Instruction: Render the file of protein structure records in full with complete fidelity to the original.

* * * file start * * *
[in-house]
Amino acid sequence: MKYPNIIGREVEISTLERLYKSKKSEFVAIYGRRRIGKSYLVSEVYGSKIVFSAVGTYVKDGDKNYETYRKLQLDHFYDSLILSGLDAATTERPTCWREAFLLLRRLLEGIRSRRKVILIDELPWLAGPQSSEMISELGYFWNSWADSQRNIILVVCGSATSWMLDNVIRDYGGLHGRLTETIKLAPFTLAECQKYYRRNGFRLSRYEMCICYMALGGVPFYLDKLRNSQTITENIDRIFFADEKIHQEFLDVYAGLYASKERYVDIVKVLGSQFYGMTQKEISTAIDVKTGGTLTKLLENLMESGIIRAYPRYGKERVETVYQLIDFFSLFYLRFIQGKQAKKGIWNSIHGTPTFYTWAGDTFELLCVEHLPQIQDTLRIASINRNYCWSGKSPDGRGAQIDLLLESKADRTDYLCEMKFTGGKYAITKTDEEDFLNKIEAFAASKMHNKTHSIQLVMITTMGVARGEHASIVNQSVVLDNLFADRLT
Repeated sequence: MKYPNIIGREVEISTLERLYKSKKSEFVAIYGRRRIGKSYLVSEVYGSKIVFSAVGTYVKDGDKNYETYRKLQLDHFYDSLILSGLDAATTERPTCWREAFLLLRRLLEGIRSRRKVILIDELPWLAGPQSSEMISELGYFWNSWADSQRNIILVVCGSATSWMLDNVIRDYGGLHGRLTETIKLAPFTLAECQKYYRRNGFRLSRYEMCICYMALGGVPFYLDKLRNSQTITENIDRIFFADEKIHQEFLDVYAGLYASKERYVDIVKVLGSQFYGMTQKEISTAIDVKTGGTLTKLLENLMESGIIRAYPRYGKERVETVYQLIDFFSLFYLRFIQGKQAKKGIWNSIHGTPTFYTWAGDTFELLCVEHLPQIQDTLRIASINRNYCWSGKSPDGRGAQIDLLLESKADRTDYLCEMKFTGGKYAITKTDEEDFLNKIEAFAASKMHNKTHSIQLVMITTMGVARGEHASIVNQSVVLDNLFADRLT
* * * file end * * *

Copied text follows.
[in-house]
Amino acid sequence: MKYPNIIGREVEISTLERLYKSKKSEFVAIYGRRRIGKSYLVSEVYGSKIVFSAVGTYVKDGDKNYETYRKLQLDHFYDSLILSGLDAATTERPTCWREAFLLLRRLLEGIRSRRKVILIDELPWLAGPQSSEMISELGYFWNSWADSQRNIILVVCGSATSWMLDNVIRDYGGLHGRLTETIKLAPFTLAECQKYYRRNGFRLSRYEMCICYMALGGVPFYLDKLRNSQTITENIDRIFFADEKIHQEFLDVYAGLYASKERYVDIVKVLGSQFYGMTQKEISTAIDVKTGGTLTKLLENLMESGIIRAYPRYGKERVETVYQLIDFFSLFYLRFIQGKQAKKGIWNSIHGTPTFYTWAGDTFELLCVEHLPQIQDTLRIASINRNYCWSGKSPDGRGAQIDLLLESKADRTDYLCEMKFTGGKYAITKTDEEDFLNKIEAFAASKMHNKTHSIQLVMITTMGVARGEHASIVNQSVVLDNLFADRLT
Repeated sequence: MKYPNIIGREVEISTLERLYKSKKSEFVAIYGRRRIGKSYLVSEVYGSKIVFSAVGTYVKDGDKNYETYRKLQLDHFYDSLILSGLDAATTERPTCWREAFLLLRRLLEGIRSRRKVILIDELPWLAGPQSSEMISELGYFWNSWADSQRNIILVVCGSATSWMLDNVIRDYGGLHGRLTETIKLAPFTLAECQKYYRRNGFRLSRYEMCICYMALGGVPFYLDKLRNSQTITENIDRIFFADEKIHQEFLDVYAGLYASKERYVDIVKVLGSQFYGMTQKEISTAIDVKTGGTLTKLLENLMESGIIRAYPRYGKERVETVYQLIDFFSLFYLRFIQGKQAKKGIWNSIHGTPTFYTWAGDTFELLCVEHLPQIQDTLRIASINRNYCWSGKSPDGRGAQIDLLLESKADRTDYLCEMKFTGGKYAITKTDEEDFLNKIEAFAASKMHNKTHSIQLVMITTMGVARGEHASIVNQSVVLDNLFADRLT